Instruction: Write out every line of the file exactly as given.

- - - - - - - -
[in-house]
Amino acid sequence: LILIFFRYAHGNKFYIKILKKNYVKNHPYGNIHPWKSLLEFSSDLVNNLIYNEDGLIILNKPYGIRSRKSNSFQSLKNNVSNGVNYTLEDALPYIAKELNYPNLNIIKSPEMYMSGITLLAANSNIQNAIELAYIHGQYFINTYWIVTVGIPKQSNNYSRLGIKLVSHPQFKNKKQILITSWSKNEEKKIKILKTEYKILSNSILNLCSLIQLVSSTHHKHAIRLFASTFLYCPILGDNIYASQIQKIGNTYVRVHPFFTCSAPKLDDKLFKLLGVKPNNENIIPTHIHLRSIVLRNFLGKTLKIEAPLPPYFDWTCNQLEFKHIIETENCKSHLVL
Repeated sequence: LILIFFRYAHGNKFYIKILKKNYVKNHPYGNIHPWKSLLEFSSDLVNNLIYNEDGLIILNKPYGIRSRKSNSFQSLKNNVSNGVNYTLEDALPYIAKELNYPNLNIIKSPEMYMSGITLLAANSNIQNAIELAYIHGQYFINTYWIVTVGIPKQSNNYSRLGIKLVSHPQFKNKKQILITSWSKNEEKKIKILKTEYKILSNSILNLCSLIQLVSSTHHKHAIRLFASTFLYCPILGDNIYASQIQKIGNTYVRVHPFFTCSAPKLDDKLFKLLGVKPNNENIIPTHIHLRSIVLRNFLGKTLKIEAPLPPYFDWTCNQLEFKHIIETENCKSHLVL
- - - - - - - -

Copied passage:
[in-house]
Amino acid sequence: LILIFFRYAHGNKFYIKILKKNYVKNHPYGNIHPWKSLLEFSSDLVNNLIYNEDGLIILNKPYGIRSRKSNSFQSLKNNVSNGVNYTLEDALPYIAKELNYPNLNIIKSPEMYMSGITLLAANSNIQNAIELAYIHGQYFINTYWIVTVGIPKQSNNYSRLGIKLVSHPQFKNKKQILITSWSKNEEKKIKILKTEYKILSNSILNLCSLIQLVSSTHHKHAIRLFASTFLYCPILGDNIYASQIQKIGNTYVRVHPFFTCSAPKLDDKLFKLLGVKPNNENIIPTHIHLRSIVLRNFLGKTLKIEAPLPPYFDWTCNQLEFKHIIETENCKSHLVL
Repeated sequence: LILIFFRYAHGNKFYIKILKKNYVKNHPYGNIHPWKSLLEFSSDLVNNLIYNEDGLIILNKPYGIRSRKSNSFQSLKNNVSNGVNYTLEDALPYIAKELNYPNLNIIKSPEMYMSGITLLAANSNIQNAIELAYIHGQYFINTYWIVTVGIPKQSNNYSRLGIKLVSHPQFKNKKQILITSWSKNEEKKIKILKTEYKILSNSILNLCSLIQLVSSTHHKHAIRLFASTFLYCPILGDNIYASQIQKIGNTYVRVHPFFTCSAPKLDDKLFKLLGVKPNNENIIPTHIHLRSIVLRNFLGKTLKIEAPLPPYFDWTCNQLEFKHIIETENCKSHLVL